Celebrate safely during graduation, police warn

May 13, 2009

Neal Wagner -

 

While violence at graduation parties is rare, police are warning parents and students throwing parties to plan ahead and have adequate supervision. 

 


A pair of Columbus teens Monday were arrested by the West Point Police Department in connection with a May 8 shooting during a high school party in Clay County. 

 


Columbus residents Chris Eastwood, 18, and another yet-unnamed 18-year-old were arrested Monday afternoon at Columbus High School after police learned they may have been involved in a Friday night shooting at the American Legion Hall in West Point. 

 


"We''ve only released limited information on the suspects because we are not certain the conviction will stand yet," said WPPD Deputy Chief Romelle Matthews. "Witness statements and investigation led us to the two suspects." 

 


The shooting happened at about 11:20 p.m. Friday after a fight broke out at a West Point High School senior party thrown for the students by a local parent. The party was not sponsored by the West Point School District. 

 


After the fight erupted, several party attendees left the building before shots rang out. During the shooting, three victims sustained minor injuries when they were grazed by bullets, according to police. A fourth victim sustained a gunshot wound to the groin and was treated and released from the North Mississippi Medical Center in Tupelo. 

 


Although police have not released information on those involved, Matthews said all suspects and victims were between 17 and 18 years old. 

 


Though May typically brings with it many high school graduation parties, police said they rarely involve violent incidents.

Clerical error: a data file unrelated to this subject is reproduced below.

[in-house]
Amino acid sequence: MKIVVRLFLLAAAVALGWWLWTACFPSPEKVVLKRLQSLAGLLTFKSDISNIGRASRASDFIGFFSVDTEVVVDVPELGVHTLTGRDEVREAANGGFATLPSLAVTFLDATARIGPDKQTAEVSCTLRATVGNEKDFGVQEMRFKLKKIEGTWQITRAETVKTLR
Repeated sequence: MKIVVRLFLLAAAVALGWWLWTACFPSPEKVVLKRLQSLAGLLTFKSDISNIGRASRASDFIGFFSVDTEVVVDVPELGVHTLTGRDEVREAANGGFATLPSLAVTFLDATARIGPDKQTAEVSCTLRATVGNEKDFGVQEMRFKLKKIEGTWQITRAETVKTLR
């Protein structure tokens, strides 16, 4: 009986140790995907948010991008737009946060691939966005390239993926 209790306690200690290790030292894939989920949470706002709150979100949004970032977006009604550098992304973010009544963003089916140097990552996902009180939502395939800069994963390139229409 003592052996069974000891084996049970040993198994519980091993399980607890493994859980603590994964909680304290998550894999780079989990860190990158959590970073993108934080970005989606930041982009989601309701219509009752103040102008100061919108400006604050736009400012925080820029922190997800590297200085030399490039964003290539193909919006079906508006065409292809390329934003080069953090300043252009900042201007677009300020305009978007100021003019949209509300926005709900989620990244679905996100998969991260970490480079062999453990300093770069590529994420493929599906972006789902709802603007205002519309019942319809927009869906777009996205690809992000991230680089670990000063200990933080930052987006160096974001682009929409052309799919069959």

"No, we''ve never really experienced anything like this around here before," Matthews said, noting about 100 people were at the party when shooting broke out. "I''ve never dealt with a shooting at an event like that before." 

 


Columbus Police Department Chief Joseph St. John agreed, saying violent occurrences at teen parties also are a rarity in the Friendly City. 

 


"You know, we had the incident last year where a few students got beat up during an event at the (Columbus) Country Club. But other than that, I really can''t remember us ever having a problem with that particular issue," said St. John. "It''s real sporadic, and it''s definitely something we take very seriously and try to prevent." 

 


In April 2008, a 16-year-old Heritage Academy sophomore was beaten up by at least six other students attending a social at the Country Club; like the West Point incident, the gathering was not school-sponsored. 

 


Six suspects reported to be involved in the fight were turned over to the CPD Criminal Investigation Division. It was speculated alcohol was involved in the incident. 

 


"I think it''s a fair assessment to say that teen parties and graduation parties are on the rise right now, because a lot of kids are graduating and getting out of school for the summer," said St. John. "We''re serious about making sure nothing illegal is going on with stuff like that and keeping violent occurrences from happening." 

 


Matthews said Friday night''s incident may have been the result of poor adult supervision. 

 


"Things like this can get out of hand quickly when there''s a lack of adult supervision at functions like that," Matthews said. "We just want to make sure that if parents plan an event like that, they also plan to have adequate supervision there as well."